The lower house narrowly approves plan to strip convicted terrorists of their dual nationality
- Government proposal narrowly approved
- Critics condemn a “symbolic” gesture
- Follow-on vote on Wednesday
Francois Hollande’s controversial plan to strip French citizenship from people convicted of terrorism has cleared its first hurdle in parliament.
— BFMTV (@BFMTV) February 9, 2016
The lower house of parliament backed controversial proposals introduced after 130 people died in the attacks in Paris last November.
France’s National Assembly voted by 162-148 to write a clause into the country’s constitution that would strip the passports from anyone found guilty of such an offence.
— L'Express (@LEXPRESS) February 9, 2016
French Prime Minister Manuel Valls welcomed the result of the vote.
“We will hold another vote tomorrow. I think approval will be broader and the constitutional reform will go ahead.”
— Karen Williams (@redrustin) January 29, 2016
The recent resignation of Justice Minister Christine Taubira over the plans and disagreement among other members of the governing Socialist Party raised doubts about the constitutional changes being adopted.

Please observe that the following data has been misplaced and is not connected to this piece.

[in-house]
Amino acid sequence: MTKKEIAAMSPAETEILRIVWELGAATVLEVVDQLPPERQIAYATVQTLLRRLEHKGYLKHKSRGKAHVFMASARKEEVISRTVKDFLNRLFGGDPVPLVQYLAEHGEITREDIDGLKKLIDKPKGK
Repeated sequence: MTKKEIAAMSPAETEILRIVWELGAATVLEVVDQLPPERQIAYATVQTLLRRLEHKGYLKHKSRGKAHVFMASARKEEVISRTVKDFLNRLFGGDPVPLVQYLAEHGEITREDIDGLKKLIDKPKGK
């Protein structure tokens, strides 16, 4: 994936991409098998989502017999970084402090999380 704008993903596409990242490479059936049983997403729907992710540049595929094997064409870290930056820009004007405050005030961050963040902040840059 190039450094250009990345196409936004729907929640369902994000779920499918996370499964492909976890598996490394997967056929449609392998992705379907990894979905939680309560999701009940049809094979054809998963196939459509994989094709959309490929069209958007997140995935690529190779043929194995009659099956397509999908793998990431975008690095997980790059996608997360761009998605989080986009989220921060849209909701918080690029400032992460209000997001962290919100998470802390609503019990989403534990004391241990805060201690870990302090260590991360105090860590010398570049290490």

What happens now?
— 20 Minutes (@20Minutes) February 9, 2016
A follow-up vote is scheduled for Wednesday. The lower house will reaffirm the vote.
In order the change the constitution, the government’s plan will need to be approved by the upper house or Senate.
It will then require final approval by a three-fifths majority of both houses.
Experts say this is likely to take weeks.
Why is there opposition?
Grosse affluence sur les bancs de la gauche à l'Assemblée nationale pour la révision constitutionnelle pic.twitter.com/nE5soZEflN
— benoithamon (@benoithamon) February 9, 2016
— BFMTV (@BFMTV) February 10, 2016
The result of the vote, while tight, has not completely defused concerns of a rebellion within the Socialist Party itself.
Many politicians, including prominent members of the left-wing, think it is ineffective.
They say it is a purely symbolic gesture as France attempts to tackle the threat of terrorism.
Critics also say the planned law could potentially stigmatise French citizens with dual nationality, such as those from former French colonies in Africa.
Under international law, governments cannot make citizens stateless.
In pictures and in tweets
— MYTF1News (@MYTF1News) February 10, 2016
What they are saying
“With 130 people being killed, we made a commitment never to behave like small-minded politicians in the face of such tragedy.” – Nicolas Sarkozy, former French president.